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Enterprise Information Management

What does “Enterprise” mean?

It means the entire organization, including all of its subsidiaries. The term implies a large corporation or government agency, but it may also refer to a company of any size with many systems and users to manage.

The University of Michigan is an “enterprise.” Similar to a business, the University has many subsidiaries (e.g. schools, colleges, units, etc.), many systems, and many users to manage. Each subsidiary creates and maintains valuable information for the University, which requires strategic management. Management of information across an enterprise with many systems is often referred to as “Enterprise Information Management.”

“Enterprise Information Management is a technology strategy for organizing, designing, cataloging, and safeguarding structured and unstructured content to maximize its value, usefulness, accessibility and security (Gartner, 2005).”

Why is it necessary?

Enterprise Information Management is necessary in order to simplify process and attain operational efficiency. It is also necessary to maintain agility and competitive differentiation. – Gartner, 2005

The area of UM Development (donor relations, fundraising, gift management, etc.) is a good example of why an Enterprise Information Management program is necessary:

  • Simplify process and attain operational efficiency
    • The existing Donor, Alumni and Constituent (DAC) database does not directly integrate with the university’s financial system. Financial information currently has to be exported from DAC, then imported and synched with the University’s financial system. The process is labor, time, and risk intensive – costly for the University on many levels. Enterprise Information Management integrates the two systems, to simplify the financial tracking process required both by Development and Financial staff.

  • Maintain agility and competitive differentiation
    • Some Development Information is recorded in DAC Database when a gift is made, or when a development officer reports an interaction he/she has with a potential donor. However, not all information is captured in DAC – either because DAC cannot accommodate the data, or because the staff involved with this development information doesn’t have access to DAC. As a result, many units or areas of the university develop their own database – a “shadow system” – for capturing their development information. As more shadow systems are created, less information is captured in DAC, which means that two units in the university could be looking at conflicting information on the same donor. If both units approach a donor without the other knowing, the university could lose a potential gift.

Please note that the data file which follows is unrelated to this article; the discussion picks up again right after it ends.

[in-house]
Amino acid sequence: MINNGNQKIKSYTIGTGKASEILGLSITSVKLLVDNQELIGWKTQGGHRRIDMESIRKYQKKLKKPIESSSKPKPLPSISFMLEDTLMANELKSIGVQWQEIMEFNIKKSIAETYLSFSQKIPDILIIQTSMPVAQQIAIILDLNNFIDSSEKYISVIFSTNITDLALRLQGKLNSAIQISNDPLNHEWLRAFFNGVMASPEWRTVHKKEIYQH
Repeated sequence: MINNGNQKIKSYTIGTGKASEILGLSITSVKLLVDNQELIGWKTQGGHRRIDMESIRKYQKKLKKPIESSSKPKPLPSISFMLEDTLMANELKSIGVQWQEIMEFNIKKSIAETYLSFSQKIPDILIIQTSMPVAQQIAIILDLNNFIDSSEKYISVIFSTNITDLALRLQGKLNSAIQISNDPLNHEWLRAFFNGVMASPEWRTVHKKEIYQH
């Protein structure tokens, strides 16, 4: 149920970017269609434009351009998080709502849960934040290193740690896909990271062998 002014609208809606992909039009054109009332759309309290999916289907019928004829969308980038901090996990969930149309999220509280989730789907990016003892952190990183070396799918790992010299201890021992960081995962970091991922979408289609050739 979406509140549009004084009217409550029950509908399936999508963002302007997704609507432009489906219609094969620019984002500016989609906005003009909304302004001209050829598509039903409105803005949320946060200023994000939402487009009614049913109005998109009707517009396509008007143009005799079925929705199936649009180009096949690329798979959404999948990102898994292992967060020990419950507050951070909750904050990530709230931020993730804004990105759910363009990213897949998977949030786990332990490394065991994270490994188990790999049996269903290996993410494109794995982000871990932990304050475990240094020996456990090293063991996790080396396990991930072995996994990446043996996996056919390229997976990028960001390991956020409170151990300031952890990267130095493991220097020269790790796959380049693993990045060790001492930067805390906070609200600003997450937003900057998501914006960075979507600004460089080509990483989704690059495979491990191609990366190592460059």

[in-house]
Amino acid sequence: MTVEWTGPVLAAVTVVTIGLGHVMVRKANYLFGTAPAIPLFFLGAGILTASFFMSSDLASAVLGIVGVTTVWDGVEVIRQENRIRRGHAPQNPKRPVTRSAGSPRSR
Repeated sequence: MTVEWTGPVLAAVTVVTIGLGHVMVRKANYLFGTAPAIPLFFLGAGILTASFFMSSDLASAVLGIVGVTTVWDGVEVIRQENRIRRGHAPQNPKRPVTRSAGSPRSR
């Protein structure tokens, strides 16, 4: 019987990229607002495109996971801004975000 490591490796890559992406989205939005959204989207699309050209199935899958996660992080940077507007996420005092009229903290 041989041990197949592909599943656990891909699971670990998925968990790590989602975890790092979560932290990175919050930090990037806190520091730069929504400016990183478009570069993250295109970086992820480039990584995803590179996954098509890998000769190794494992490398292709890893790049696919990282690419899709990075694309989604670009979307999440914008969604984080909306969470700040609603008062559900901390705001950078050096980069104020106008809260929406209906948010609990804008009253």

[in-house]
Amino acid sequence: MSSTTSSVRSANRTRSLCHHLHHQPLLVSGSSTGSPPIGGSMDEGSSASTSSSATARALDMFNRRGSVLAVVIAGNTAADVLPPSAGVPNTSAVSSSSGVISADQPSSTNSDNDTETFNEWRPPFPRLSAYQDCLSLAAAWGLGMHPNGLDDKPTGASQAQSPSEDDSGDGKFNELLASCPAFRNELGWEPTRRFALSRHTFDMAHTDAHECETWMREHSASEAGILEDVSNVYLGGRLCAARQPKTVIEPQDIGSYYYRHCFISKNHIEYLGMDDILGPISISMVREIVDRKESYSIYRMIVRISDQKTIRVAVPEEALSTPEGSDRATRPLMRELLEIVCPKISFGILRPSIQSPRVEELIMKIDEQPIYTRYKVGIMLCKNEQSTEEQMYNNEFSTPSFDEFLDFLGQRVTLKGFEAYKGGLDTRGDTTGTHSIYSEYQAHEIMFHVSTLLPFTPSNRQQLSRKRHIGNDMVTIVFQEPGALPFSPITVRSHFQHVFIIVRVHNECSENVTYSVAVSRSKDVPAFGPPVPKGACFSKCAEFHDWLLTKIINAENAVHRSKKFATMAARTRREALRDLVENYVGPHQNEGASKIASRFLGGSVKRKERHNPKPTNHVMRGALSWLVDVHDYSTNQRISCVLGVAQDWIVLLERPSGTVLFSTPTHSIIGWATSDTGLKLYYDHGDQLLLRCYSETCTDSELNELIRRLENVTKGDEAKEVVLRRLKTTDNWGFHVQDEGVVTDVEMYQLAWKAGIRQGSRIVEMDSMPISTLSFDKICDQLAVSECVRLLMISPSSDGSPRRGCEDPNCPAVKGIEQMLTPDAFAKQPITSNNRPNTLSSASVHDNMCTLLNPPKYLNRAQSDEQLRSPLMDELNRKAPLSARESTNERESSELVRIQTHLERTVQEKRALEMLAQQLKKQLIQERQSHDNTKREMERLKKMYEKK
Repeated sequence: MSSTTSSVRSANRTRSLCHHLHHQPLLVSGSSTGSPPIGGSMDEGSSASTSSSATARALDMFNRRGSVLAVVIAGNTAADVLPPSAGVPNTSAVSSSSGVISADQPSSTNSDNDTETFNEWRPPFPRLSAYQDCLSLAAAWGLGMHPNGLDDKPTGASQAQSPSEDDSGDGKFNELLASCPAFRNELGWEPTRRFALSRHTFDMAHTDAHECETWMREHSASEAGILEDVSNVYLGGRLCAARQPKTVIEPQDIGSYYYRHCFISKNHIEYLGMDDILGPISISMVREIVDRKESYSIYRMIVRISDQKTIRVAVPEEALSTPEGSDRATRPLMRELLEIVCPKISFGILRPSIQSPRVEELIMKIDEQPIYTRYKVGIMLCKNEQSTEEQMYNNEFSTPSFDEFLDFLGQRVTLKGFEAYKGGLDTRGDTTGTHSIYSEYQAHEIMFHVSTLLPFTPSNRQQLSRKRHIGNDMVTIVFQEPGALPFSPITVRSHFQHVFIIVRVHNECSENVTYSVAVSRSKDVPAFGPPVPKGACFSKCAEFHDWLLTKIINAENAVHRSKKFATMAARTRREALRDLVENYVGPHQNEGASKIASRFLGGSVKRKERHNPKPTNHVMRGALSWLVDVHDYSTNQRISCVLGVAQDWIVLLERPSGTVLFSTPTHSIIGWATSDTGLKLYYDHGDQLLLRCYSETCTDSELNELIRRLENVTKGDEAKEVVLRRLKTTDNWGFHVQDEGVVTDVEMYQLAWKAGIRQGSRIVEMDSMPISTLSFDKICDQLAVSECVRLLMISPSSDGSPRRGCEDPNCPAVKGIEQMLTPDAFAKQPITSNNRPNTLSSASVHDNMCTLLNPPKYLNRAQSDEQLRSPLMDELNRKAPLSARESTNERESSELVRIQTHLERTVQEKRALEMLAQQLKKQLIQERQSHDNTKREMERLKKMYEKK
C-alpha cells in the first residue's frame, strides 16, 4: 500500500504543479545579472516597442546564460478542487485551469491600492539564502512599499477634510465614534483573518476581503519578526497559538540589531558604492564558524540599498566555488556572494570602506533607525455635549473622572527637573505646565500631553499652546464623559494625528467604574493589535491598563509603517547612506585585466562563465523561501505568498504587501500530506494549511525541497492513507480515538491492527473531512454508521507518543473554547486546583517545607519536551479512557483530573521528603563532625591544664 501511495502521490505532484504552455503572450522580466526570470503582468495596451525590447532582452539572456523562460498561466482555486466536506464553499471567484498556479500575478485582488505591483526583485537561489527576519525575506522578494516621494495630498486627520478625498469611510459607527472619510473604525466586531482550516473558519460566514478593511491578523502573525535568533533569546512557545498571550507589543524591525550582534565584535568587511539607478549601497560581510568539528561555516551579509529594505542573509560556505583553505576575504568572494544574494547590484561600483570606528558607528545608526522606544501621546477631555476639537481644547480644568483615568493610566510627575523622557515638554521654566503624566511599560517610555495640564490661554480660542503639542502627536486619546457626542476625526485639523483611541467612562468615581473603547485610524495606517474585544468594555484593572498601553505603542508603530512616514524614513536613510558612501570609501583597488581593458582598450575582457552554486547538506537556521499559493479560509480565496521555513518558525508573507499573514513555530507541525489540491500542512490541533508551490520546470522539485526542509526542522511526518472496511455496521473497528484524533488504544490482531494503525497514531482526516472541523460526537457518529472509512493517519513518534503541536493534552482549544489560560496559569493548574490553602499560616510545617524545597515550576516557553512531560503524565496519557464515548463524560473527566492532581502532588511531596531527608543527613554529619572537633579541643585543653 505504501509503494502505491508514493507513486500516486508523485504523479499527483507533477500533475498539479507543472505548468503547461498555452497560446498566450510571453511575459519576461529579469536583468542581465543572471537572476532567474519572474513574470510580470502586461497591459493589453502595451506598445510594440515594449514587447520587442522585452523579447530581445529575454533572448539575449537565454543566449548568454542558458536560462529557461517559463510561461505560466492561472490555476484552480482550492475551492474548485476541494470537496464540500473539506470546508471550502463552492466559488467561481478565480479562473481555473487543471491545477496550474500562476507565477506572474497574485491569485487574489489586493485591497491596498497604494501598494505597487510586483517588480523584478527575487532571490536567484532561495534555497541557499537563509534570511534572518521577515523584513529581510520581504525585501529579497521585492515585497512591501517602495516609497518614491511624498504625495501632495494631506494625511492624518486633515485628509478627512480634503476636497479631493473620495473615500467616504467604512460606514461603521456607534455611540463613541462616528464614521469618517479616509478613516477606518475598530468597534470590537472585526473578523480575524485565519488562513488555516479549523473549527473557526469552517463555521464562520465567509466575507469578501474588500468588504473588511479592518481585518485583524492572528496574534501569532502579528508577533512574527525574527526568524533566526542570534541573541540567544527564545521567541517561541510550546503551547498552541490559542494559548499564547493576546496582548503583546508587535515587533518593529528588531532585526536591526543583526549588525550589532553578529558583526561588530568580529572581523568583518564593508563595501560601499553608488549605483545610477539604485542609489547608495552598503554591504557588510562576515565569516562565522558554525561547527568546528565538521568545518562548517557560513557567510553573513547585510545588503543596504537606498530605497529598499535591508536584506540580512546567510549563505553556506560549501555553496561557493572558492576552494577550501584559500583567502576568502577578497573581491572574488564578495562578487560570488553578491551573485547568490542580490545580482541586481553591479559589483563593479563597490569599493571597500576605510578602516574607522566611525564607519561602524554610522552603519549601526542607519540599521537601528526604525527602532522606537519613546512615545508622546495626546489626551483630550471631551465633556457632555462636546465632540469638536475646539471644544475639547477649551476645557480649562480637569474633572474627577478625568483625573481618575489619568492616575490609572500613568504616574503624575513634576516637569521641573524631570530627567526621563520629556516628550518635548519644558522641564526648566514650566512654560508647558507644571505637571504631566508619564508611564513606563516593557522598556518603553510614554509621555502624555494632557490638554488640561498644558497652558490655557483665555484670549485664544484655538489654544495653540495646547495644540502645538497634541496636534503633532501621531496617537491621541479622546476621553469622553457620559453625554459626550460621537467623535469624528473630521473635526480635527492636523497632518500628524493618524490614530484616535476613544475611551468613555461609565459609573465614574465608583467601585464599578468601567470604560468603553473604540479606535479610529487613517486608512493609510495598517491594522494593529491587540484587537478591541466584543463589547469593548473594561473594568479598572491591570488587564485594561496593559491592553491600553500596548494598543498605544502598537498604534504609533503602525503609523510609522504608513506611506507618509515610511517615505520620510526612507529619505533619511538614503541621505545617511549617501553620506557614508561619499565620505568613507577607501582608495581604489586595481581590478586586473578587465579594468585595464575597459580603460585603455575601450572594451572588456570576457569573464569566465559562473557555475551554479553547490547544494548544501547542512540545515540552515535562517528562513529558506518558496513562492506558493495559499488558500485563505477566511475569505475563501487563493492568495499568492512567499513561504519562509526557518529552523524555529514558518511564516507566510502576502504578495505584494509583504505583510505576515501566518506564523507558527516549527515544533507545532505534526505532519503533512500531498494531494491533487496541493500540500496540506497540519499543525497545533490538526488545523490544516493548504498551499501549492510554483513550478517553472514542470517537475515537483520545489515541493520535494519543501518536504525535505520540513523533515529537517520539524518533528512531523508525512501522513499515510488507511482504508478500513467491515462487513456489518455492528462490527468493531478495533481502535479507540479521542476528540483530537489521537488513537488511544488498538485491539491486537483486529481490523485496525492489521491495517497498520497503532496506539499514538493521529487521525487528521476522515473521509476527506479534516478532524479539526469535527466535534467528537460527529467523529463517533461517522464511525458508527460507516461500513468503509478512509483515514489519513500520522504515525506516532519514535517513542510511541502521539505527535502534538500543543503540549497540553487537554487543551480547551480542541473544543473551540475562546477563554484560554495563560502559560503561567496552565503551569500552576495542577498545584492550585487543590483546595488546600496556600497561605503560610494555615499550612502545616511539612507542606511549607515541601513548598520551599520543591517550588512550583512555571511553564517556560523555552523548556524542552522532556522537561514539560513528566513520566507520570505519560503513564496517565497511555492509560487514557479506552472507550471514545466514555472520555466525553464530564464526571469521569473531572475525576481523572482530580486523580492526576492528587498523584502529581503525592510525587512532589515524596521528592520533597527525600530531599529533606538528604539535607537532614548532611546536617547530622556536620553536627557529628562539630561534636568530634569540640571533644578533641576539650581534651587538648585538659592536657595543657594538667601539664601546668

How does the University support Enterprise Information Management?

UM created a special organization dedicated to management of University administrative information and technology resources when it recognized that an integrated approach to University-wide information systems was necessary. In 2000, Michigan Administrative Information Services (MAIS) was formed, and since has been responsible for deploying and maintaining technology systems that house information used institution-wide in managing the University.

MAIS implements and supports enterprise administrative applications that are used by the University to run its core administrative functions. Enterprise Resource Planning systems (like M-Pathways) are made up of a suite of comprehensive integrated application modules that support a core business and most of its key sub-processes.

In selecting and implementing Enterprise Resource Planning systems, MAIS analyzes business processes from “end to end” – rather than from a single office’s perspective. For example, the new Donor and Alumni Relationship Tool will support a wide-range of business processes within UM’s Development area, such as prospect management, events planning, and campaign management – not just financial transactions.

References:

  • 2003. James, Greta A. and Friedman, Ted. “Enterprise Data Architecture: Why, What and How” (Gartner, Inc.)*.
  • 2005. Newman, David. “Business Drivers and Issues in Enterprise Information Management” (Gartner, Inc.)*.
  • MAIS Strategic Plan
  • UM Business Intelligence Website

*Gartner, Inc. is a leading information technology research and advisory company delivering technology-related insight to 60,000 clients in 10,000 distinct organizations. Founded in 1979, Gartner is headquartered in Stamford, Connecticut, U.S.A., and has 4,000 associates, including 1,200 research analysts and consultants in 80 countries. The Gartner articles cited above are proprietary, but may be provided to University of Michigan members. Please contact Lesly Sauceda for more information: lburgamy@bf.umich.edu.